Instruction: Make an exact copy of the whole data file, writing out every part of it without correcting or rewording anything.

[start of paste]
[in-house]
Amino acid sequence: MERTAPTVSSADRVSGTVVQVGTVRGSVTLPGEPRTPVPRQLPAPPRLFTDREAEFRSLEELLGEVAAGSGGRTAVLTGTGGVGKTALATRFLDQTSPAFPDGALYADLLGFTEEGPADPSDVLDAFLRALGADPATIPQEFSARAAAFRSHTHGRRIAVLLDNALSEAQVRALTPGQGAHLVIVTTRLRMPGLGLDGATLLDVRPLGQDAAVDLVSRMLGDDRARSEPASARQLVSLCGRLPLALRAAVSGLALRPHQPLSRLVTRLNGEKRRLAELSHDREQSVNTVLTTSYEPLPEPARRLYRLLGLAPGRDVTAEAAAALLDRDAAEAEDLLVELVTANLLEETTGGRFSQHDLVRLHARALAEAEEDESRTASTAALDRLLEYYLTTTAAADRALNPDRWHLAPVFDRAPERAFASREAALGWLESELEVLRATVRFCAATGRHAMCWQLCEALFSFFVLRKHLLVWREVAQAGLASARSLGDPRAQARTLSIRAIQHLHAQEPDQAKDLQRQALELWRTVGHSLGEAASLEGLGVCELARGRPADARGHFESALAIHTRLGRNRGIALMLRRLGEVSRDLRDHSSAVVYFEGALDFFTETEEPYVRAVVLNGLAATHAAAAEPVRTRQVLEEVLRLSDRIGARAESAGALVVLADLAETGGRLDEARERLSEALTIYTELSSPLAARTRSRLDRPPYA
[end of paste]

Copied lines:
[in-house]
Amino acid sequence: MERTAPTVSSADRVSGTVVQVGTVRGSVTLPGEPRTPVPRQLPAPPRLFTDREAEFRSLEELLGEVAAGSGGRTAVLTGTGGVGKTALATRFLDQTSPAFPDGALYADLLGFTEEGPADPSDVLDAFLRALGADPATIPQEFSARAAAFRSHTHGRRIAVLLDNALSEAQVRALTPGQGAHLVIVTTRLRMPGLGLDGATLLDVRPLGQDAAVDLVSRMLGDDRARSEPASARQLVSLCGRLPLALRAAVSGLALRPHQPLSRLVTRLNGEKRRLAELSHDREQSVNTVLTTSYEPLPEPARRLYRLLGLAPGRDVTAEAAAALLDRDAAEAEDLLVELVTANLLEETTGGRFSQHDLVRLHARALAEAEEDESRTASTAALDRLLEYYLTTTAAADRALNPDRWHLAPVFDRAPERAFASREAALGWLESELEVLRATVRFCAATGRHAMCWQLCEALFSFFVLRKHLLVWREVAQAGLASARSLGDPRAQARTLSIRAIQHLHAQEPDQAKDLQRQALELWRTVGHSLGEAASLEGLGVCELARGRPADARGHFESALAIHTRLGRNRGIALMLRRLGEVSRDLRDHSSAVVYFEGALDFFTETEEPYVRAVVLNGLAATHAAAAEPVRTRQVLEEVLRLSDRIGARAESAGALVVLADLAETGGRLDEARERLSEALTIYTELSSPLAARTRSRLDRPPYA